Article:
School segregation and discrimination is holding back thousands of children with disabilities and those from Roma, refugee or migrant backgrounds, according to Nils Muižnieks.
Arguing today, in a new paper for an inclusive approach to education, the Commissioner for Human Rights states: “Many European countries still deny thousands of children, including children with disabilities, Roma children and refugee or migrant children, equal access, by keeping them in segregated schools.
“This is a violation of children’s human rights with far-reaching negative consequences for our societies. This is a violation of children’s human rights with far-reaching negative consequences for our societies.
“Member states have an obligation to secure the right of every child to quality education without discrimination.”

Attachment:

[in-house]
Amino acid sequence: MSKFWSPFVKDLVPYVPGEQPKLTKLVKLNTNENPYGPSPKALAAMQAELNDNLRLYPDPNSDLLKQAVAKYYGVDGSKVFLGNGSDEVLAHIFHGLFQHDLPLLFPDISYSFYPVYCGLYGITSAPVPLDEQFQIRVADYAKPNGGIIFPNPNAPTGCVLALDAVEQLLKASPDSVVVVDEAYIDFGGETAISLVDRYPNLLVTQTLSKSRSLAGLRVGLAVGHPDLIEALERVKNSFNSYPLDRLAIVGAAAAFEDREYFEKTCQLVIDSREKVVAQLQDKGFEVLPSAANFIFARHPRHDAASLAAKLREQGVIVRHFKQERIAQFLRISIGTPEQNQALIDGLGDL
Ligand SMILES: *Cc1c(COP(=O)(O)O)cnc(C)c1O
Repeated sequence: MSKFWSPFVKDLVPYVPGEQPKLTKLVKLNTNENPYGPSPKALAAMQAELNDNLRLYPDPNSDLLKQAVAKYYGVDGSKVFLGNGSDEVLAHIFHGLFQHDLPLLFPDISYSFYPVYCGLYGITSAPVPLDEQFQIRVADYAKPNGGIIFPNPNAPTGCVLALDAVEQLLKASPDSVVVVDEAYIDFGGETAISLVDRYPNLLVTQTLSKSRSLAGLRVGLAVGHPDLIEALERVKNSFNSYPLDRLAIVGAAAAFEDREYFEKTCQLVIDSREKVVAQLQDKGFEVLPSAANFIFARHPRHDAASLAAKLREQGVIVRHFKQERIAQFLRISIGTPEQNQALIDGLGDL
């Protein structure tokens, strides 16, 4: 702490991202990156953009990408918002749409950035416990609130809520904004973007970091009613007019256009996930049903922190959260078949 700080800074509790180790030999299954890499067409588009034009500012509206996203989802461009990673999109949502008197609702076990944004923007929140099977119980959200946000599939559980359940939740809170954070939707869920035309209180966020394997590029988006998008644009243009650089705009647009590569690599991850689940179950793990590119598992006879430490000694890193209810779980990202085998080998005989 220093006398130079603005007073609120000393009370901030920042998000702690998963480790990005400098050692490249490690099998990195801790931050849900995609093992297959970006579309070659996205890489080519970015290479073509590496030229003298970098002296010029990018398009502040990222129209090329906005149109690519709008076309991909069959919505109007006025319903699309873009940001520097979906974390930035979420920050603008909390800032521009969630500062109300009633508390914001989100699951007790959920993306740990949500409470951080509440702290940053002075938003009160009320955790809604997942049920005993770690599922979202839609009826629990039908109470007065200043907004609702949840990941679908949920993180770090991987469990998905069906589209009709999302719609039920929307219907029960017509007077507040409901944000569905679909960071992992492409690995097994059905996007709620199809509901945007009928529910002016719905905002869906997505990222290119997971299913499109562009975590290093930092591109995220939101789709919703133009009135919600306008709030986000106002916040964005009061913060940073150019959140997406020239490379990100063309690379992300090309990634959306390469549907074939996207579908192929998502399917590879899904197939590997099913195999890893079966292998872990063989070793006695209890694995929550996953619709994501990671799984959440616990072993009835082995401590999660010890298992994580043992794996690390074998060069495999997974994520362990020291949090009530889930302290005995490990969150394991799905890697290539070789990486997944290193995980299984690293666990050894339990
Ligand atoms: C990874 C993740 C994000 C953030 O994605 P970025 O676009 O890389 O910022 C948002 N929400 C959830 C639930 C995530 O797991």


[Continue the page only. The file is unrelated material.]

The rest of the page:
The paper first provides an overview of school segregation in Council of Europe member states, as well as its main causes. It also outlines the dangers of separate education , setting-out the key principles that should underpin any policy to eradicate segregation and promote inclusive education.
Finally, the report offers twelve recommendations to develop better education policies, in particular through improved anti-discrimination legislation, school desegregation strategies and better regulation of school admissions.
“School segregation harms children’s learning opportunities and is a clear injustice against minority and other vulnerable groups of people, which also perpetuates their marginalisation.
“States should adopt a combination of strong anti-discrimination measures and policies that promote more inclusive education systems where all children learn together. This is not a utopian project, but an achievable goal that can ensure more equal treatment of all children and, in the long term, improve social cohesion.”